• BoisdeJasmin: Kaie, thank you. There are days when I smell mostly cumin from it, especially in the heart, however I do not mind that note. It is interesting how our perceptions can change over time though. November 15, 2005 at 12:05am Reply

  • BoisdeJasmin: L, you are right! I remember you mentioning Tolu (and I agreed then), which I have tested side by side, but I could not find why it resembled Bois Farine (or rather, vice versa). Perhaps, it was just the way it struck us that day. November 15, 2005 at 12:07am Reply

  • BoisdeJasmin: M, the dense powderiness/nuttiness is definitely the reason why I cannot wear KM Loukhoum, despite the fact that I love all of the notes and even all of its stages. Yet, together, it all makes for a rather difficult fragrance for me to carry off. Bois Farine does not quite fall in that category, because it is not as sweet. But I can see what you mean. November 15, 2005 at 12:28am Reply

  • BoisdeJasmin: R, I thought of you right away when I noticed how pronounced was the cumin. My thought was, “Aha, that is the reason R. does not like it.” 🙂 November 15, 2005 at 12:30am Reply

  • BoisdeJasmin: R, ah, yes, salty and bitter! 🙂 No, I would not characterize Bois Farine that way either, although I cannot say that it was particularly sweet to me. It seemed more of a fresh flour scent in the top notes, drying down to become woodsy. There is a very subtle sweet element here, but it is most welcome as otherwise the composition might have been too dry. November 15, 2005 at 1:09am Reply

  • BoisdeJasmin: M, your schoolchild wrist reference is great! I can definitely see the baby powder scent, although it vanishes quickly enough and assumes a more sensual quality. Farine aspect is what I vacillate on, however it seems to have grown on me. November 15, 2005 at 1:12am Reply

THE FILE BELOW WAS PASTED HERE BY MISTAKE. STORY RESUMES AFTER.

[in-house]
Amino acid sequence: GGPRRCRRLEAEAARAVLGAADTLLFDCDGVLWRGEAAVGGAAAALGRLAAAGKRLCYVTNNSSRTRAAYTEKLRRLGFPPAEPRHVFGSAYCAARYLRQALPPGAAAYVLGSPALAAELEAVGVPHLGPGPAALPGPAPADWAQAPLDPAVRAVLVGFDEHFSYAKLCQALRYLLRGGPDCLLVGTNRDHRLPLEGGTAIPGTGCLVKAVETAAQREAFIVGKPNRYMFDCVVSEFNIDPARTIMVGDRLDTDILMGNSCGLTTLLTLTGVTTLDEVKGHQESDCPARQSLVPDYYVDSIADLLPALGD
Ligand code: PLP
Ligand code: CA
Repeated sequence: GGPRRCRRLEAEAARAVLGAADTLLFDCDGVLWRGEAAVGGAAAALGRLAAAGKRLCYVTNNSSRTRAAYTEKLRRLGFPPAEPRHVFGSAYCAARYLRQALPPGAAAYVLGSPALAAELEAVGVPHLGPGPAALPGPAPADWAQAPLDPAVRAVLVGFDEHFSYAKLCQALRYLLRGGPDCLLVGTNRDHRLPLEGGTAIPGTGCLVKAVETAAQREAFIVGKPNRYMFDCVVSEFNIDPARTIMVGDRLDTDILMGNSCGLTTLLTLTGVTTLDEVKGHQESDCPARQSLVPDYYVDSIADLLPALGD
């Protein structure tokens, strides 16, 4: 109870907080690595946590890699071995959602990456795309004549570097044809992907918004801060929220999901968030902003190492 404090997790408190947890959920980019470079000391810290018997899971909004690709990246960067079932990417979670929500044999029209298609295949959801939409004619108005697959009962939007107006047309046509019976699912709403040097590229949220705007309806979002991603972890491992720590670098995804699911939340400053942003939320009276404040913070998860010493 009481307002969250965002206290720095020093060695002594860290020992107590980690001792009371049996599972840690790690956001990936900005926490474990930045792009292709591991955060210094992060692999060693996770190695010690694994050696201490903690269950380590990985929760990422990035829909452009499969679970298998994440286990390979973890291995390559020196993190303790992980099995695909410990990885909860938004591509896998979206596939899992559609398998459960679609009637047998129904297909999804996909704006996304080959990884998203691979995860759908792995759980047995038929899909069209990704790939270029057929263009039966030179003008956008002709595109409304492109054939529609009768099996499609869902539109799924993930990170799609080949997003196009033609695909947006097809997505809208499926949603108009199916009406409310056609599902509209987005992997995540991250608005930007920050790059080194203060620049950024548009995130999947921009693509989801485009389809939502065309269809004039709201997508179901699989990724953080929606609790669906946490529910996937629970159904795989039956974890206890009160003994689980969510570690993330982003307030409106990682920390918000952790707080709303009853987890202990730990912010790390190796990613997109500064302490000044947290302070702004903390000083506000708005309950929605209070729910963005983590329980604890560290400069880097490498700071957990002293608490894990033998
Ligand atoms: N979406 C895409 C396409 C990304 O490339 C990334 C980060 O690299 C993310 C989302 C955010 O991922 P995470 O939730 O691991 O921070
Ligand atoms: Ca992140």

• BoisdeJasmin: Dear N, it is definitely a perfect winter fragrance. Perhaps, the reason I have been reaching for it more often is precisely because of the fact that the weather is turning cooler. It is very comforting. November 15, 2005 at 1:13am Reply

  • BoisdeJasmin: Tania, I love the sense of humour in fragrances as well. There is something very unconventional about its juxtaposition of notes, and this is what appeals to me the most. And yes, it is very easy to wear, which is always a plus. November 15, 2005 at 1:14am Reply

  • BoisdeJasmin: Tara, that sounds like a very unpleasant experience. I have had this happen with Timbuktu and Miel de Bois, which is why I am a little bit reluctant to revisit these fragrances anytime soon. Timbuktu might be more palatable for me though. November 15, 2005 at 1:16am Reply

  • BoisdeJasmin: F, yes, you are so spot on with tahineh. I thought about the comparison only later when I was in the kitchen preparing dinner. Unroasted sesame seed is what I smell in Bois Farine as well. I find it to be a wonderfully composed fragrance that produces a range of associations for me. November 15, 2005 at 1:22am Reply

  • BoisdeJasmin: Katie, I love Gauguin’s work, and Pastime is one of the my favourite paintings. I love its wistful character.

    Play-doh comes to haunt me again. 🙂 November 15, 2005 at 1:25am Reply

  • marieantoinette: I don’t smell any cumin and I am sensitive to it. Are you sure it’s an ingredient? November 16, 2005 at 3:28am Reply